The latest study builds on previous work by Heede and his team that has looked at the historical role of fossil fuel companies in the escalating climate crisis.
The impact of emissions from coal, oil and gas produced by fossil fuel companies has been huge. According to research published in 2017 by Peter Frumhoff at the Union of Concerned Scientists in the US and colleagues, CO2 and methane emissions from the 90 biggest industrial carbon producers were responsible for almost half the rise in global temperature and close to a third of the sea level rise between 1880 and 2010. The scientists said such work furthered the “consideration of [companies’] historical responsibilities for climate change”.
Heede said: “These companies and their products are substantially responsible for the climate emergency, have collectively delayed national and global action for decades, and can no longer hide behind the smokescreen that consumers are the responsible parties.
“Oil, gas, and coal executives derail progress and offer platitudes when their vast capital, technical expertise, and moral obligation should enable rather than thwart the shift to a low-carbon future.”
Heede said 1965 was chosen as the start point for this new data because recent research had revealed that by that stage the environmental impact of fossil fuels was known by industry leaders and politicians, particularly in the US.
In November 1965, the president, Lyndon Johnson, released a report authored by the Environmental Pollution Panel of the President’s Science Advisory Committee, which set out the likely impact of continued fossil fuel production on global heating.
In the same year, the president of the American Petroleum Institute told its annual gathering: “One of the most important predictions of the [president’s report] is that carbon dioxide is being added to the Earth’s atmosphere by the burning of coal, oil and natural gas at such a rate by the year 2000 the heat balance will be so modified as possibly to cause marked changes in climate beyond local or even national efforts.”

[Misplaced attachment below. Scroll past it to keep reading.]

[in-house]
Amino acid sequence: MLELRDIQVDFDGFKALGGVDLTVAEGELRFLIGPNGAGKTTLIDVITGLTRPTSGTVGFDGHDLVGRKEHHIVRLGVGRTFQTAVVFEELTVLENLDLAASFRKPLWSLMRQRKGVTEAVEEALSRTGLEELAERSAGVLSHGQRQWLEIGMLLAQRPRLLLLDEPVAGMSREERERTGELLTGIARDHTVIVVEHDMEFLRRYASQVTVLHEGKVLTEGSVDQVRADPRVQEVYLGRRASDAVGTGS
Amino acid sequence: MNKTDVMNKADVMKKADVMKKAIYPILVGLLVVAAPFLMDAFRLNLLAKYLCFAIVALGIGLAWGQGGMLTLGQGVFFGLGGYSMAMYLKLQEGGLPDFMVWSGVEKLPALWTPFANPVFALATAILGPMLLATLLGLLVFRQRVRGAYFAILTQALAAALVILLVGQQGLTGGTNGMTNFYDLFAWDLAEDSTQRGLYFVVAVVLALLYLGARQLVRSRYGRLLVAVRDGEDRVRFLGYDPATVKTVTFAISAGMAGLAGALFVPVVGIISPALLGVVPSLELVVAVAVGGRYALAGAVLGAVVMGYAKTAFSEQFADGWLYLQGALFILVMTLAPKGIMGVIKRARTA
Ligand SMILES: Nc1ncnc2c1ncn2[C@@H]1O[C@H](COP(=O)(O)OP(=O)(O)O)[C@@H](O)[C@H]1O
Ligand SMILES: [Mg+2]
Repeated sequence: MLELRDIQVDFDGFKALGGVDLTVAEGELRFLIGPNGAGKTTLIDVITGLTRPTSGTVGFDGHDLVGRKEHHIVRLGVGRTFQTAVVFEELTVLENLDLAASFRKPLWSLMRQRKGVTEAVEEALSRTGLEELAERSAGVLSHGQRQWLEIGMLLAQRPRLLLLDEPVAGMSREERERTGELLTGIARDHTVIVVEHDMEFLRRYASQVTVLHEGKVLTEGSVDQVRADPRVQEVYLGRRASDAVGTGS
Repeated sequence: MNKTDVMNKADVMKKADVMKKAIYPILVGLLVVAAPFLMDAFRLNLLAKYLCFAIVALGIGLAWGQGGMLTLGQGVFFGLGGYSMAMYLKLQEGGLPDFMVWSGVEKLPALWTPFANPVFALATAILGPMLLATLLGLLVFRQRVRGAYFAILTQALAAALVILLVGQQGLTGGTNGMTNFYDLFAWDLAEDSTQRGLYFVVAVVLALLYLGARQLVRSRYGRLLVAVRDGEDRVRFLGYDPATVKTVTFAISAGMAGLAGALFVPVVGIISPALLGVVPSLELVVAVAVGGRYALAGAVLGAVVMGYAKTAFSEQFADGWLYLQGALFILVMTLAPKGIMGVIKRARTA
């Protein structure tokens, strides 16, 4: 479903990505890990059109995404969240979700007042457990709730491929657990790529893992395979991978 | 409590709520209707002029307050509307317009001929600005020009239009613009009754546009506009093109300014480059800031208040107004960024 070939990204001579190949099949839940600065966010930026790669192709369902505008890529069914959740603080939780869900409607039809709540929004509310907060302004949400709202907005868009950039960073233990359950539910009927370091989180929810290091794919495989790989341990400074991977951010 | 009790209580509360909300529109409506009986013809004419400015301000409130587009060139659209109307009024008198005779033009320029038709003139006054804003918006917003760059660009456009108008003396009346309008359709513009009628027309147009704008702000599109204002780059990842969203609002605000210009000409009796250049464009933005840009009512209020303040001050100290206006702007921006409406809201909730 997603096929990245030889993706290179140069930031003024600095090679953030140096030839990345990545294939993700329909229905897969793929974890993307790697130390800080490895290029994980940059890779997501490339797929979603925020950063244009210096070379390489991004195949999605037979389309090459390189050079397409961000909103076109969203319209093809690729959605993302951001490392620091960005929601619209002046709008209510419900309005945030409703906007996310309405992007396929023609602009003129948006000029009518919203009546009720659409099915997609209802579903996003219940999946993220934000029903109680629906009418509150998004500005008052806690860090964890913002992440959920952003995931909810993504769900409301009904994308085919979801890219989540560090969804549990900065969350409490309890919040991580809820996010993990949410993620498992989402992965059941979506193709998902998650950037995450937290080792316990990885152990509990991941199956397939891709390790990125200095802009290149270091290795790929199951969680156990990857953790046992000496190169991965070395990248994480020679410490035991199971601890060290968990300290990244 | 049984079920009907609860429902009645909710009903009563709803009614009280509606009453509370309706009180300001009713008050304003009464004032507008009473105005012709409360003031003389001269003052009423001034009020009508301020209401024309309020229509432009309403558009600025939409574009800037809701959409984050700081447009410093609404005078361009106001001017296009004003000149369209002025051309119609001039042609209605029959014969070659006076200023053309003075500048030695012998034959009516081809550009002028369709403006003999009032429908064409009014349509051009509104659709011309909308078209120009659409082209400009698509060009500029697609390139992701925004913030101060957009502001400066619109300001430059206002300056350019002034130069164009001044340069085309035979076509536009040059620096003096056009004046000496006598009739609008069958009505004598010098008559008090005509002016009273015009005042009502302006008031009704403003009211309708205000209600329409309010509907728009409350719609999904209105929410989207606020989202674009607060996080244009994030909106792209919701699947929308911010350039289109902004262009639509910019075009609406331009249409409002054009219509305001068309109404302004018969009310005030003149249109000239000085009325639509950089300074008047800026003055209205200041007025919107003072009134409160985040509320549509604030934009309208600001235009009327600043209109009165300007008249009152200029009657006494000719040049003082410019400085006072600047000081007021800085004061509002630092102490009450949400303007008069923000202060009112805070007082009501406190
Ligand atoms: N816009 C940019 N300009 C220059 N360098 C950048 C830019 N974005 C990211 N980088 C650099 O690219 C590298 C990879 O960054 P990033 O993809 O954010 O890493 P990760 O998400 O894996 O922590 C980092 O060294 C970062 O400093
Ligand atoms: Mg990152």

Heede added: “Leading companies and industry associations were aware of, or wilfully ignored, the threat of climate change from continued use of their products since the late 1950s.”
The research aims to hold to account those companies most responsible for carbon emissions, and shift public and political debate away from a focus just on individual responsibility. It follows a warning from the UN in 2018 that the world has just 12 years to avoid the worst consequences of runaway global heating and restrict temperature rises to 1.5C above pre-industrial levels.
The study shows that many of the worst offenders are investor-owned companies that are household names around the world and spend billions of pounds on lobbying governments and portraying themselves as environmentally responsible.
A study earlier this year found that the largest five stock-market-listed oil and gas companies spend nearly $200m each year lobbying to delay, control or block policies to tackle climate change.
Heede said the companies had a “significant moral, financial, and legal responsibility for the climate crisis, and a commensurate burden to help address the problem.”
He added: “Even though global consumers from individuals to corporations are the ultimate emitters of carbon dioxide, the Climate Accountability Institute focuses its work on the fossil fuel companies that, in our view, have their collective hand on the throttle and the tiller determining the rate of carbon emissions and the shift to non-carbon fuels.”
Photo: A climate protester holds a sign during a climate strike in London. Source: Ben Stansall/AFP/Getty Images.